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Prospectus

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Seminar Greek: Pindar and epinician poetry

Course
2012-2013

Admission requirements

This course is open to MA and research MA students in Classics and Ancient Civilizations (specialization Classics).

Description

The object of this seminar is to familiarize students with the conventions and Greek of Pindaric (and, to a lesser extent, Bacchylidean) epinician lyric and to explore the variety of ways that scholars have attempted to set this poetry in its cultural context.

Pindar in his victory poetry has traditionally been viewed as the last great exponent of an Archaic-period aristocratic ethos, wherein noble achievement brings undying fame. Scholars have also focused on the technical aspects of his poetic production: structure and formulaic language.

While this body of work is of undoubted value, the aim in this seminar is to move beyond questions of form and also beyond the picture of Pindar as a remnant of a sixth-century aristocratic worldview. How, for example, does epinician fit into contemporary programs of commemoration at panhellenic sanctuaries? How does its vision of poetic immortality resonate with contemporary religious beliefs? How might we read the odes for Sicilian tyrants against the background of the Persian Wars? How cohesive (or not) a genre is epinician? In what circumstances should we imagine that it performed (or re-performed?). Broadly speaking, the course will move from issues of form to those of context.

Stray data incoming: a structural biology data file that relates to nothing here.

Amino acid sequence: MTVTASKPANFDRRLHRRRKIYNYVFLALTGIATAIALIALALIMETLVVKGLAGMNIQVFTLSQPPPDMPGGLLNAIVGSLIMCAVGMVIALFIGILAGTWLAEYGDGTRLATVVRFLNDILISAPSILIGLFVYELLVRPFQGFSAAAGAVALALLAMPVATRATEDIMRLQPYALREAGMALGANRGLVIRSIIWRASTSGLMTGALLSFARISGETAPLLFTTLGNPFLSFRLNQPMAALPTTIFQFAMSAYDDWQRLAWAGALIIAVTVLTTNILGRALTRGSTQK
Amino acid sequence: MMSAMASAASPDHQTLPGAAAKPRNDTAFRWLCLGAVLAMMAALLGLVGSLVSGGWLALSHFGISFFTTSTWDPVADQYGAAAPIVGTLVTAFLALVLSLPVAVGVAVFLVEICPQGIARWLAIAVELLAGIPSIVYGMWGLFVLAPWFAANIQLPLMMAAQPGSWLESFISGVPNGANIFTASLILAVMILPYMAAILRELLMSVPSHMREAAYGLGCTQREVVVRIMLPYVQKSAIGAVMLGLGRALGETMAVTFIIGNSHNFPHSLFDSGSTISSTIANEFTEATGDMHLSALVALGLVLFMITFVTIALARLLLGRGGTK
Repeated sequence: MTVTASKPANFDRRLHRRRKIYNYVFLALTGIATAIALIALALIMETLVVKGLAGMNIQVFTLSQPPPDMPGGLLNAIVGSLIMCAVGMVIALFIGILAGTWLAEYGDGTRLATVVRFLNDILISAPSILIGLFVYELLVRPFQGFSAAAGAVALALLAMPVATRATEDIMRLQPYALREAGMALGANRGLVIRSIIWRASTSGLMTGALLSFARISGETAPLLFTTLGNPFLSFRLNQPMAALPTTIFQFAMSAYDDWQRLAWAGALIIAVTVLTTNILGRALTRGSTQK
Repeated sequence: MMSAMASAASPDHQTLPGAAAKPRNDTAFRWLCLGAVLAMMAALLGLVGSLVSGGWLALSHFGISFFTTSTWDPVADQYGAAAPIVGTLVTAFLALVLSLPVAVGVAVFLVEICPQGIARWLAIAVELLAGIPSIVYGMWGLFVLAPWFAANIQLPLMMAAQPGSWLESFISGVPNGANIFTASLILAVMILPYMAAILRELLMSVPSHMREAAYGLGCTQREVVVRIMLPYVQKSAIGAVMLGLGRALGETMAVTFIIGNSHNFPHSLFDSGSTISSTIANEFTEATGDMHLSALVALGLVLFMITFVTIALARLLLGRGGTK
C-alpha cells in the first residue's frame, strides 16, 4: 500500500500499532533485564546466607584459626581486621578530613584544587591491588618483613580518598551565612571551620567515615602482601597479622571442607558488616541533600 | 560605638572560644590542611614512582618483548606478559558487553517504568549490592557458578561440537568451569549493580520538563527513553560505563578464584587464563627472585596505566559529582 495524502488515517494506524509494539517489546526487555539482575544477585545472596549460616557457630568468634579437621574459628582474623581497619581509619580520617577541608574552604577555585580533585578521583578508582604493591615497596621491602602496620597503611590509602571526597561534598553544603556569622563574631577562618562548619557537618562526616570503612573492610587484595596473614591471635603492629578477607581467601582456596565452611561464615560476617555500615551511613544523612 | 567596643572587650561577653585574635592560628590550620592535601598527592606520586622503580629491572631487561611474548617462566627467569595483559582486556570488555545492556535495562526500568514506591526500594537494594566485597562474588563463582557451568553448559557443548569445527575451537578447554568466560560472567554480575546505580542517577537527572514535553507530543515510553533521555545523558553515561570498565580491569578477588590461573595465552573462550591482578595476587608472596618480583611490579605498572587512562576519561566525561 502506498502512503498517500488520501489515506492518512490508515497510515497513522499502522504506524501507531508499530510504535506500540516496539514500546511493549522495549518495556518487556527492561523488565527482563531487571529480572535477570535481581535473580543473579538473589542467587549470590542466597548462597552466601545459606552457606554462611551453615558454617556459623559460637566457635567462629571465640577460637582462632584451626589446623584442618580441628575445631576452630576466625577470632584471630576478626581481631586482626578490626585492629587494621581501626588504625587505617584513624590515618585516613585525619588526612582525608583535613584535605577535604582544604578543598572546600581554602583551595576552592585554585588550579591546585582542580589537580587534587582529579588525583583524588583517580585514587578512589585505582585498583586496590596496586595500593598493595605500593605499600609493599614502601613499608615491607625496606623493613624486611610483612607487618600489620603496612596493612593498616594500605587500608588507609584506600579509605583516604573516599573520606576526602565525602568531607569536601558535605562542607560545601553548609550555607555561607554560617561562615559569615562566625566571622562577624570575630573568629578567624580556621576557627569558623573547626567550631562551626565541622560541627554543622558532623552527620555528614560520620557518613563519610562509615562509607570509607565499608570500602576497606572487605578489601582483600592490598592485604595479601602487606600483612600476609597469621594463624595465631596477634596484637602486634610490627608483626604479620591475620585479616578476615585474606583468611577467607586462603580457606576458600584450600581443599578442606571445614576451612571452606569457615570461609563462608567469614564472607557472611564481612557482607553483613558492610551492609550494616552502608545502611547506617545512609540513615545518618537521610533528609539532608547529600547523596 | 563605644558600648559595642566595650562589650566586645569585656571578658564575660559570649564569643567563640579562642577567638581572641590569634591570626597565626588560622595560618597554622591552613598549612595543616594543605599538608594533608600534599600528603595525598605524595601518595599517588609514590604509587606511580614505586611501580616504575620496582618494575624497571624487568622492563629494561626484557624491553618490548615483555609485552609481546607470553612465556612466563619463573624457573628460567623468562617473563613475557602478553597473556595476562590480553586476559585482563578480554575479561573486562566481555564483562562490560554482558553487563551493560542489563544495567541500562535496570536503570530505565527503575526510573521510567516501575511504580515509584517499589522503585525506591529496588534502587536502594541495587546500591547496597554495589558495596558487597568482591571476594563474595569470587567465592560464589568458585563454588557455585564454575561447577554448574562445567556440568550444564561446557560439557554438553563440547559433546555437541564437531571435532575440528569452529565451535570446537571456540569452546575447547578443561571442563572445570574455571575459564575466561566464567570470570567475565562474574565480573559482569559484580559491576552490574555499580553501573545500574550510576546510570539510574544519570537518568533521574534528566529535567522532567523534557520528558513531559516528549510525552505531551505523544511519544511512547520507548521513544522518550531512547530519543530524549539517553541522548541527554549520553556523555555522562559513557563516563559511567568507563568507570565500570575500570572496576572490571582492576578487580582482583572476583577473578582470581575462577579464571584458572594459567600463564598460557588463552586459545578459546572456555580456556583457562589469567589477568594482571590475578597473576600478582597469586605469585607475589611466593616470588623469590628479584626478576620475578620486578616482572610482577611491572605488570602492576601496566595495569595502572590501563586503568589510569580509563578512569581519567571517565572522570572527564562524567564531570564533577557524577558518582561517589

Course objectives

Students will acquire:

  • Knowledge of the formal features of epinician poetry;

  • Insight into the contextualization of epinician within the early fifth century;

Skills:

  • Research skills: independent formulation of a complex research question, collecting materials (both primary texts and results of earlier research). Analyzing results, constructing arguments, formulating conclusions;

  • Critical assessment of secondary literature;

  • Oral presentation: presenting clearly and making effective use of hand-outs, illustrations and/or multi-media techniques;

  • In case of 10 EC, a written presentation: setting out research results effectively, clearly and in a well-structured manner.

Timetable

See timetables Classics and Ancient Civilizations

Mode of instruction

Seminar and independent research

Assessment method

When taken for 10 EC:

  • Preparation and active participation in class (10%);

  • Oral presentation (20%);

  • Prepared response to another student’s presentation (5%);

  • Written or oral exam on Greek texts (35%);

  • Paper (30%).

When taken for 5 EC (no final paper is required):

  • Preparation and active participation in class (20%);

  • Oral presentation (35%);

  • Prepared response to another student’s presentation (5%);

  • Written or oral exam on Greek texts (40%).

Blackboard

In this course we make use of Blackboard.

Reading list

  • Participants must have the Snell-Maehler Teubner edition of Pindar (paperback: 172 pages; Publisher: de Gruyter (August 28, 2008); ISBN-10: 311020844X; ISBN-13: 978-3110208443).

  • Secondary literature will be made available through the University Library.

Registration

Via uSis

Contact

To be announced